ATLANTA OPERA’S NEW LINEUP
The Atlanta Opera’s 2016-2017 season will include “The Abduction From the Seraglio” on Oct. 8, 11, 14 and 16; “Silent Night” on Nov. 5, 8, 11 (Veterans Day) and 13; “Don Pasquale” on March 25, 28, 31, and April 2, 2017; and “Turandot” on April 29 and May 2, 5 and 7, 2017. All mainstage productions will take place at the Cobb Energy Performing Arts Centre, 2800 Cobb Galleria Parkway, Atlanta. Also in the schedule are two Discoveries series operas, “Maria de Buenos Aires” and “The Secret Gardener.” The opera hasn’t yet determined the time and place for those productions. Tickets: $25-$140 for mainstage productions, $30-$55 for Discoveries shows. Subscription packages (new and renewal) go on sale Friday. Single tickets will go on sale in August. 404-881-8801, www.atlantaopera.org.
Sexy, dramatic, surprising, volatile.
You could describe the tango with those words.
You could also describe the tango-infused new season of the Atlanta Opera with the same language.
On Friday, the Atlanta Opera announces the offerings for the company’s 2016-2017 season, which begins in October, and they represent another leap ahead for the 46-year-old organization.
The opera company will increase its mainstage presentations from three to four productions, including an adventurous new work, “Silent Night,” by Kevin Puts and librettist Mark Campbell, which had its premiere in 2011 and won the Pulitzer Prize.
The company will also stage two smaller productions, part of the Discoveries series, in unconventional venues. One of these will be “The Secret Gardener,” which the prodigious Mozart wrote at age 18, and the other will be “Maria de Buenos Aires,” a “tango opera” with music by Argentinian composer and bandoneon master Astor Piazzolla, who has contributed to a tango revival worldwide.
Mainstage works will be produced at the 2,700-seat Cobb Energy Performing Arts Centre. They will also include “The Abduction From the Seraglio” by Mozart, “Turandot” by Puccini and “Don Pasquale” by Donizetti.
It is a full dance card and another expansion of the opera’s mission and vision, which have both steadily grown under the direction of Israeli transplant Tomer Zvulun.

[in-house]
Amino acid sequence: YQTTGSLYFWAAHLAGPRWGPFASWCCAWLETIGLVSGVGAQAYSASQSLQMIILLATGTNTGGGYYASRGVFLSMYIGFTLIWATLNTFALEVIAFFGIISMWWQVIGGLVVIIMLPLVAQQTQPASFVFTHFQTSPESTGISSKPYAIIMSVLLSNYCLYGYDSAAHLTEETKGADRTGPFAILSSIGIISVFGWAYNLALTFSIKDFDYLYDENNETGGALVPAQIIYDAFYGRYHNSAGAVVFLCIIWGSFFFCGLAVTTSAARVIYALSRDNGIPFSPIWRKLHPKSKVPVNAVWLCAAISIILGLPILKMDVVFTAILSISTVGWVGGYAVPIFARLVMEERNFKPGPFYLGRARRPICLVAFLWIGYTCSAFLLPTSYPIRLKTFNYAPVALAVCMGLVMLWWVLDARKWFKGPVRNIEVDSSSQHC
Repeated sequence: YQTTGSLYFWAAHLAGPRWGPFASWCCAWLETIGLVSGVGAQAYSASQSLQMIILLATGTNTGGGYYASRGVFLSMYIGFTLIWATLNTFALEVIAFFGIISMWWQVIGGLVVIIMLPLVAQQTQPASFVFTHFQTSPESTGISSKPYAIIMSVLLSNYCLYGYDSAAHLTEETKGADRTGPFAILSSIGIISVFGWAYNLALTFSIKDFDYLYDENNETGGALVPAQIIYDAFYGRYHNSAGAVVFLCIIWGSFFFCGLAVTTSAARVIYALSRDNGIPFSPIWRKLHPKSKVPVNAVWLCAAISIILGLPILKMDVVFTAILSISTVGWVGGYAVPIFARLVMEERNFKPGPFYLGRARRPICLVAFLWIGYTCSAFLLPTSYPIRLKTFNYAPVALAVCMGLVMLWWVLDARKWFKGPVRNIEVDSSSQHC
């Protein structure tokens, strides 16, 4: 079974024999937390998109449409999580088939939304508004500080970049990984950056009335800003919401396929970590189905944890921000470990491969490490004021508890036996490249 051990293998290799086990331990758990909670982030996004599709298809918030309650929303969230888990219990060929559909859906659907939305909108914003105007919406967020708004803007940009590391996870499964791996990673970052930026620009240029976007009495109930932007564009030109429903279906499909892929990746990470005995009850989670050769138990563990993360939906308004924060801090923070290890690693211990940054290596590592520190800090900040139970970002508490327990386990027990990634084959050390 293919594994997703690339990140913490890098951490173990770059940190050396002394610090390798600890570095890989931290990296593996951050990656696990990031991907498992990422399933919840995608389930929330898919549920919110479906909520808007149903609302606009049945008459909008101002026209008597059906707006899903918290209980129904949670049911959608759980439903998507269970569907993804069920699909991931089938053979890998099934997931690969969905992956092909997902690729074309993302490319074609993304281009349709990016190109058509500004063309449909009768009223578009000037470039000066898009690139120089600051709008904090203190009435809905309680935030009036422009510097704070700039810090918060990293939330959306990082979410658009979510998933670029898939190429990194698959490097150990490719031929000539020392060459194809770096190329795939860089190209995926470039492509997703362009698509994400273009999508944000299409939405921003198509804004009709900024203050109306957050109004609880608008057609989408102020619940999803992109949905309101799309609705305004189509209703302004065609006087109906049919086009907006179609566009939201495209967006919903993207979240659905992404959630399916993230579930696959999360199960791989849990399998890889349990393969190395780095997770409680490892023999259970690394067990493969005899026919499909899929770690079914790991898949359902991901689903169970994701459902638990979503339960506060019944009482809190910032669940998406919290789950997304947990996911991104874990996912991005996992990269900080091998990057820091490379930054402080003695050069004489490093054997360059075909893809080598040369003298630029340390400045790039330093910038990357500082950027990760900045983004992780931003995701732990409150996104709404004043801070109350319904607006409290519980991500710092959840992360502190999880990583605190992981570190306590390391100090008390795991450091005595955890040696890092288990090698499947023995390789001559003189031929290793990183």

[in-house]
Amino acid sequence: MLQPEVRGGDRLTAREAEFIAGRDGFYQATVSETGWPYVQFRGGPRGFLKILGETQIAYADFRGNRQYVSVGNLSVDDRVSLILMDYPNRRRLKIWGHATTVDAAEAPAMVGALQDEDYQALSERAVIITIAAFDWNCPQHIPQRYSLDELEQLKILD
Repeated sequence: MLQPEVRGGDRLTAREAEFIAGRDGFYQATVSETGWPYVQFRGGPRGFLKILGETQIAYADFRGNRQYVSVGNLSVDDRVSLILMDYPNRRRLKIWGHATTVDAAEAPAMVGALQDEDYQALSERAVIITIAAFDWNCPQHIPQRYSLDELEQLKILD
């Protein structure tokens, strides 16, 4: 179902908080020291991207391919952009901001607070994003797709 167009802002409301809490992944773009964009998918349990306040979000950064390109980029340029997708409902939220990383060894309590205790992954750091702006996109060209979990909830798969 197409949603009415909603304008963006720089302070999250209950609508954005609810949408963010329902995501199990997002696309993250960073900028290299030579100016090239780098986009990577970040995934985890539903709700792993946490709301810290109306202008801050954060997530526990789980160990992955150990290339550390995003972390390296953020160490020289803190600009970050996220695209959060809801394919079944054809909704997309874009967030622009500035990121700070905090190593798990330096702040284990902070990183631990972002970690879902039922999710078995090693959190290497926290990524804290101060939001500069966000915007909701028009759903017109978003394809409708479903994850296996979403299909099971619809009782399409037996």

Since Zvulun, 39, arrived as general and artistic director in 2013, the opera has increased its performances from 12 to 27, and increased the number of operas from three to six per season.
More importantly, Zvulun continues to expand the opera’s repertoire, paying respect to the old Italian warhorses but adding contemporary work, some of it so new the paint isn’t dry.
“One of the things that’s obvious is there is a renaissance of opera in America,” Zvulun said recently, during an interview at the company’s headquarters in a nondescript office park off Northside Drive. “Some of the greatest composers in America are alive today and are composing an opera a year.”
Zvulun is taking advantage of that flowering, choosing to bolster the 2015-2016 season with two contemporary American operas, “Soldier Songs,” by David T. Little and “Three Decembers,” by Jake Heggie — both written in the past 10 years — alongside such crowd-pleasers as “La Boheme” and “The Pirates of Penzance.”
The risk paid off, as the two new operas were named among the best events of 2015 by this newspaper. For the 2016-2017 season, Zvulun is continuing the strategy.
Going beyond the ABCs (“Aida,” “Boheme” and “Carmen”) may seem adventurous, but Zvulun sees it as a matter of survival. “The 21st-century audience is a very sophisticated audience,” he said. “They can go home and push a button and see ‘The Man in the High Castle’ on Amazon Prime — which is fantastic by the way.”
To keep that audience interested requires new material and new approaches. Last year’s “Soldier Songs” used projections, animation and rock ‘n’ roll textures in a multimedia examination of the life of the soldier. The libretto was drawn from interviews with soldiers from five wars.
This year’s surrealistic “Maria de Buenos Aires” will also break new ground. It’s part dance, part opera, with a wild storyline that incorporates spoken narration, a Buenos Aires prostitute, ghosts and marionettes. Written in 1968, it was seldom staged until the new century.
The opera will be performed with an augmented tango orchestra, including the accordionlike bandoneon.
Zvulun became acquainted with the tango while he was in Buenos Aires in 2013, directing “Lucrezia Borgia.” He even took a few tango classes, though, he said, “Not too much. Because I have a wife at home. I don’t want her calling me up and asking, ‘What are you doing? Oh, tango again?’”
Like other operas in the Discoveries series, “Maria” will be performed in an alternative venue. That venue is yet to be named. Wherever it is, said Zvulun, “I want to have a sense of the seedy clubs of Buenos Aires.” (Zvulun was briefly interested in the Red Light Café until he found out that the club isn’t as debauched as the name implies.)
Zvulun is getting more bang for his bucks by sharing costs on some productions, including “The Secret Gardener,” which will be a collaboration with the Glimmerglass Festival in New York.
Yes, opera must compete with Netflix and Amazon Prime, but it has an advantage, Zvulun said. “Nothing else can replicate the experience of being engulfed by the music. Nothing else has the energy that goes from the audience to the stage like opera.”